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Rethink GDP concept

Rethink GDP concept
Highlights

India hopes for 7.5 per cent growth rate.  But, the United States dismisses it as overstated. Critics of India’s high GDP refer to the faulty or revised methodology responsible for inflated numbers. But, the fundamental rethinking should be on how far the GDP as a concept is worth measuring the living conditions of the people. 

India hopes for 7.5 per cent growth rate. But, the United States dismisses it as overstated. Critics of India’s high GDP refer to the faulty or revised methodology responsible for inflated numbers. But, the fundamental rethinking should be on how far the GDP as a concept is worth measuring the living conditions of the people.

Otherwise, the world continues to be obsessed with the GDP fundamentalism that has gone berserk in India too after its integration into global economy. It all began in 1930s when the world confronted global recession.

The GDP was calculated primarily to assess the capacity of any economy to produce goods and services. But now it is portrayed as economic sanjeevani. The GDP can’t remain the lodestar of the economy.

Sooner it is the better for India to come out of this growth chimera, and rejig the method to measure people’s lives. Concepts like Gross Human Happiness, Human Development Index, Gender Development Index etc., are already gaining credibility.

The Economist reported that the Nigeria’s GDP shot up by a whopping 89 per cent in 2014. Such wild inaccuracies expose the farce in the statistical conception. The ever-widening inequalities make the GDP a grossly inefficient measure to judge the living conditions of people.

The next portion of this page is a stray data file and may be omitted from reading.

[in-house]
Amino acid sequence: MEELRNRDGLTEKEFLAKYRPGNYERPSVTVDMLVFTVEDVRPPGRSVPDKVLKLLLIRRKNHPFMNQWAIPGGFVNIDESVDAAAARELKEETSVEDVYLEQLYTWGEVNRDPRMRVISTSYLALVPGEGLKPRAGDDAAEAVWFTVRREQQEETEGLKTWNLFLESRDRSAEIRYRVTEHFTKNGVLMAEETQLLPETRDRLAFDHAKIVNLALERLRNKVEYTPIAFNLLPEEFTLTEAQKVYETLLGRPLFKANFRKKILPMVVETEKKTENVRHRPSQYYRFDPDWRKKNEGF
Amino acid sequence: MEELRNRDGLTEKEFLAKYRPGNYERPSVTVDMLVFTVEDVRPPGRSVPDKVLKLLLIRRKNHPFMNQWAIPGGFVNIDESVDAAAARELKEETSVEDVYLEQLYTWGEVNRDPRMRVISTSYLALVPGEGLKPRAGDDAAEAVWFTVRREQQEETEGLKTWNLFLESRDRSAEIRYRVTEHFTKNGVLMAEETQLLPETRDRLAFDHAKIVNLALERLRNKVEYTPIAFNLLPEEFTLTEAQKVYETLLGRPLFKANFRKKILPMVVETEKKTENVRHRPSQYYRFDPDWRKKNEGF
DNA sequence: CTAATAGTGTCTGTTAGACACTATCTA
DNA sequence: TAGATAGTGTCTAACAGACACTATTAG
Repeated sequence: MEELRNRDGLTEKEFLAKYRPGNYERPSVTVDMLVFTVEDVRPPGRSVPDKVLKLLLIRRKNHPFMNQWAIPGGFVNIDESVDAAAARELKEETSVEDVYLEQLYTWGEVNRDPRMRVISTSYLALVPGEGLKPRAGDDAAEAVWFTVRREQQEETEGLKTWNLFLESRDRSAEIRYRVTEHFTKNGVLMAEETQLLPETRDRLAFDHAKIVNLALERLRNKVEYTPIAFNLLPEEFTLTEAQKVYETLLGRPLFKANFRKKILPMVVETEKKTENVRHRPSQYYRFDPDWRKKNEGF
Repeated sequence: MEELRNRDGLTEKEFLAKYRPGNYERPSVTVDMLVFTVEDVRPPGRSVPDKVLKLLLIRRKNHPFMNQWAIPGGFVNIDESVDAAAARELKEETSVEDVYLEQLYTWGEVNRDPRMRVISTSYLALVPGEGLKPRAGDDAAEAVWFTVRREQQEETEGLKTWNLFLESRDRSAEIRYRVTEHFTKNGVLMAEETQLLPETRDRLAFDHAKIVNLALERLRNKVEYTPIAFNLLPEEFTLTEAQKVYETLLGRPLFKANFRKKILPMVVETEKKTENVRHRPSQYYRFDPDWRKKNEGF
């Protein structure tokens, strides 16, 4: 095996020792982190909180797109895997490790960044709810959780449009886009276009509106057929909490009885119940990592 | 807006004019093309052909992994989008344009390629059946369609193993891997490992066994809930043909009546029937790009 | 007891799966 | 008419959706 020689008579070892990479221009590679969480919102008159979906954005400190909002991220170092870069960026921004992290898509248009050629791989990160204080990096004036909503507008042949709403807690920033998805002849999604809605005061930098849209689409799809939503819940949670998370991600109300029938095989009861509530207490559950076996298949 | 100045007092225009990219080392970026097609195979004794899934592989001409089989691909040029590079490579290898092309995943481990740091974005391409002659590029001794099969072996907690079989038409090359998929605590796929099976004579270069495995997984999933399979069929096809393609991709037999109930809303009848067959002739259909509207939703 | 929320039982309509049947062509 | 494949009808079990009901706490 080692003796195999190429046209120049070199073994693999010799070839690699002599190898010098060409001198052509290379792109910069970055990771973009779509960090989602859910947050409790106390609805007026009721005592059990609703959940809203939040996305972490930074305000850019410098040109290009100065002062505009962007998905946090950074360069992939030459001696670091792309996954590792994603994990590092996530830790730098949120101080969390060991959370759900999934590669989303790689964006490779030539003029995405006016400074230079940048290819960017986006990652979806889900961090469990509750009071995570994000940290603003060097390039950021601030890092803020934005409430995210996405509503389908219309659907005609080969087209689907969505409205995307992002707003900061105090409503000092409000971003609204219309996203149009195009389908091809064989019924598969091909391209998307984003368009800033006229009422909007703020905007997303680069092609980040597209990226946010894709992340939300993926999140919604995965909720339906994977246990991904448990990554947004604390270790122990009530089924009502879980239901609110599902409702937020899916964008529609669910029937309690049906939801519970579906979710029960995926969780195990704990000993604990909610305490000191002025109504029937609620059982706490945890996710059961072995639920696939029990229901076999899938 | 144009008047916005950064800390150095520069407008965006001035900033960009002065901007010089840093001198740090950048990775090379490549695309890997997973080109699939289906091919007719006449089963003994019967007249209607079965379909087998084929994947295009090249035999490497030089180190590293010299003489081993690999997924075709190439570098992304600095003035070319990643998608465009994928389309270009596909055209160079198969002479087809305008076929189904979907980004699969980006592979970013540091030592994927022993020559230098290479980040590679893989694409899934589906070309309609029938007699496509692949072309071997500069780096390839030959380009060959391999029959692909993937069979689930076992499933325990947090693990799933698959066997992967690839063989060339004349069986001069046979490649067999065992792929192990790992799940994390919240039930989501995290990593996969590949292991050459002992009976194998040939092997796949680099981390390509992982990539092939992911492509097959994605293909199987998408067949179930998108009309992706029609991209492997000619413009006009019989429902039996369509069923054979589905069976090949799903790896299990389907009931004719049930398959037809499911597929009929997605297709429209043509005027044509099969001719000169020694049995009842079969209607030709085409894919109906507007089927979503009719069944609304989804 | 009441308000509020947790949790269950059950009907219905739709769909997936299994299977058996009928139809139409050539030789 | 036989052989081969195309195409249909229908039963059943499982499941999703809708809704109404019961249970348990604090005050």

This is not to summarily dismiss the GDP as an economic concept. It is certainly a better indicator of levels of production in an economy. But, as what is produced is not always equally shared, the GDP cannot explain the quality of life in any better manner. The GDP is gender-insensitive as it cannot capture the unpaid work at home, the sector in which Indian women largely contribute.

Development cannot always be quantified to constitute GDP numbers. For instance, the ability to think rationally, express creatively, participate in decision-making, transactional freedom that offers choice of consumption, access to social safety nets that provide protective freedom etc., may not be reflected in the GDP calculations, but they constitute significant ingredients of quality of life.

Material prosperity alone will not provide us with happiness in life. The society free from conflict, ecological degradation, cultural decay etc., will be a better place to live in rather than a country with very high GDP figures alone.

The dominant paradigm of quantification has already played intellectual havoc with the poorer and low income nations. Several intangibles like skills, creative talent, levels of innovation in the society, moral fabric, etc., are perhaps much more important aspects to value than mere levels of production counted in numbers.

The GDP is merely defined as value added in an economy, adjusted for inflation. But, quality adjusted measurement is a more qualitative concept. No single measurement of the economy can tell the story in its entirety.

Policy planners should therefore relinquish obsession with GDP and take it in its limited spirit. Google, Facebook or YouTube etc., constitute a large chunk of human consumption today. But, they do not figure in GDP as the users do not pay the cost.

But, can we say that no value is added due to their penetration? Measure the life in its complete perspective to avoid optical illusions of development.

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